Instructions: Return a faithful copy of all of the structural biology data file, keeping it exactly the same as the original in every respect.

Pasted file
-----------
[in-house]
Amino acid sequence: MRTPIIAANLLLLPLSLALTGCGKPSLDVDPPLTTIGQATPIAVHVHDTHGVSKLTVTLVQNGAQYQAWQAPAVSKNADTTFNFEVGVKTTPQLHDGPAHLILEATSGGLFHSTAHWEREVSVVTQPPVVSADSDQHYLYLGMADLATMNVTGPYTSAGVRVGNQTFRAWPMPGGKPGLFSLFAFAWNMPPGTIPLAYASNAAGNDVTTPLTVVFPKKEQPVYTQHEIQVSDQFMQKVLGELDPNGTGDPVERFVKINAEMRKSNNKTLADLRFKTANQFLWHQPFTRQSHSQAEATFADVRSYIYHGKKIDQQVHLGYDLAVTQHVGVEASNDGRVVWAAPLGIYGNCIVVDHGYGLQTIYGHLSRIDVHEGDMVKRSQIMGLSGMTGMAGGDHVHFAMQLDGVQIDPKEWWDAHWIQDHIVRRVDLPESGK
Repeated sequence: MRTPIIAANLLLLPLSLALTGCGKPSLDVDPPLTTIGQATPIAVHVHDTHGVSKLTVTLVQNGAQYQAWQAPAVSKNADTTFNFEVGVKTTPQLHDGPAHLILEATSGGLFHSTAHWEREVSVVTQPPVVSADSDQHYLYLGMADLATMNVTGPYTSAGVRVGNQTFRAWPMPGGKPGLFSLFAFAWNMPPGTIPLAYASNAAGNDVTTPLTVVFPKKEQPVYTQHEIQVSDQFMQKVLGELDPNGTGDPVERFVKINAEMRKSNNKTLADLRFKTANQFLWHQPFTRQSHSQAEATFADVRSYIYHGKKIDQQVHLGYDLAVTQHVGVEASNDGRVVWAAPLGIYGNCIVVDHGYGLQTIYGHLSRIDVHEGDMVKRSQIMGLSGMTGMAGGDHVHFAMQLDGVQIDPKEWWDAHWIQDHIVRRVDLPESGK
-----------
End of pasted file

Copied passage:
[in-house]
Amino acid sequence: MRTPIIAANLLLLPLSLALTGCGKPSLDVDPPLTTIGQATPIAVHVHDTHGVSKLTVTLVQNGAQYQAWQAPAVSKNADTTFNFEVGVKTTPQLHDGPAHLILEATSGGLFHSTAHWEREVSVVTQPPVVSADSDQHYLYLGMADLATMNVTGPYTSAGVRVGNQTFRAWPMPGGKPGLFSLFAFAWNMPPGTIPLAYASNAAGNDVTTPLTVVFPKKEQPVYTQHEIQVSDQFMQKVLGELDPNGTGDPVERFVKINAEMRKSNNKTLADLRFKTANQFLWHQPFTRQSHSQAEATFADVRSYIYHGKKIDQQVHLGYDLAVTQHVGVEASNDGRVVWAAPLGIYGNCIVVDHGYGLQTIYGHLSRIDVHEGDMVKRSQIMGLSGMTGMAGGDHVHFAMQLDGVQIDPKEWWDAHWIQDHIVRRVDLPESGK
Repeated sequence: MRTPIIAANLLLLPLSLALTGCGKPSLDVDPPLTTIGQATPIAVHVHDTHGVSKLTVTLVQNGAQYQAWQAPAVSKNADTTFNFEVGVKTTPQLHDGPAHLILEATSGGLFHSTAHWEREVSVVTQPPVVSADSDQHYLYLGMADLATMNVTGPYTSAGVRVGNQTFRAWPMPGGKPGLFSLFAFAWNMPPGTIPLAYASNAAGNDVTTPLTVVFPKKEQPVYTQHEIQVSDQFMQKVLGELDPNGTGDPVERFVKINAEMRKSNNKTLADLRFKTANQFLWHQPFTRQSHSQAEATFADVRSYIYHGKKIDQQVHLGYDLAVTQHVGVEASNDGRVVWAAPLGIYGNCIVVDHGYGLQTIYGHLSRIDVHEGDMVKRSQIMGLSGMTGMAGGDHVHFAMQLDGVQIDPKEWWDAHWIQDHIVRRVDLPESGK